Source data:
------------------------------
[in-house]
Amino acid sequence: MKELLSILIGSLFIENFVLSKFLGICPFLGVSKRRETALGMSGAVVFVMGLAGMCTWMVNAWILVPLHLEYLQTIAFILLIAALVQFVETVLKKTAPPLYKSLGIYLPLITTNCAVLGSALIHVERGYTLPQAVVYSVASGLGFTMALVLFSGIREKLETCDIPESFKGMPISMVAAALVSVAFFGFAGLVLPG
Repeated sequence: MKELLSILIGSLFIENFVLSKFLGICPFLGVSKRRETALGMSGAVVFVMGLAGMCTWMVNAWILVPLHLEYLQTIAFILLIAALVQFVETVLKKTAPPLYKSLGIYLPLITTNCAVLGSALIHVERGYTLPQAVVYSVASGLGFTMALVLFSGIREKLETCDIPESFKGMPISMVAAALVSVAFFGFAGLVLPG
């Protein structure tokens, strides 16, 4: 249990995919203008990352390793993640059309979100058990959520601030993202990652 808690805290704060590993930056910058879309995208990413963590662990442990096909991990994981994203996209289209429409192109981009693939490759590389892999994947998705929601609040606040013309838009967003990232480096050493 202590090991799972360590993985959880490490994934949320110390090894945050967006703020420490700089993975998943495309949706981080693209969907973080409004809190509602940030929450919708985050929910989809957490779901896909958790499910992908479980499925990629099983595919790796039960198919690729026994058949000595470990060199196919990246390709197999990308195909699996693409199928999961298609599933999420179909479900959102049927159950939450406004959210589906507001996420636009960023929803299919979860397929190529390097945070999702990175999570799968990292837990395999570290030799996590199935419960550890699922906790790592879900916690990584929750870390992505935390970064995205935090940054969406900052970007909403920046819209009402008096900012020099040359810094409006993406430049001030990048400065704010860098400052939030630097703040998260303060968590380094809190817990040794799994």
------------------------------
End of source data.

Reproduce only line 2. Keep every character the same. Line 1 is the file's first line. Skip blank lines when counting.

Amino acid sequence: MKELLSILIGSLFIENFVLSKFLGICPFLGVSKRRETALGMSGAVVFVMGLAGMCTWMVNAWILVPLHLEYLQTIAFILLIAALVQFVETVLKKTAPPLYKSLGIYLPLITTNCAVLGSALIHVERGYTLPQAVVYSVASGLGFTMALVLFSGIREKLETCDIPESFKGMPISMVAAALVSVAFFGFAGLVLPG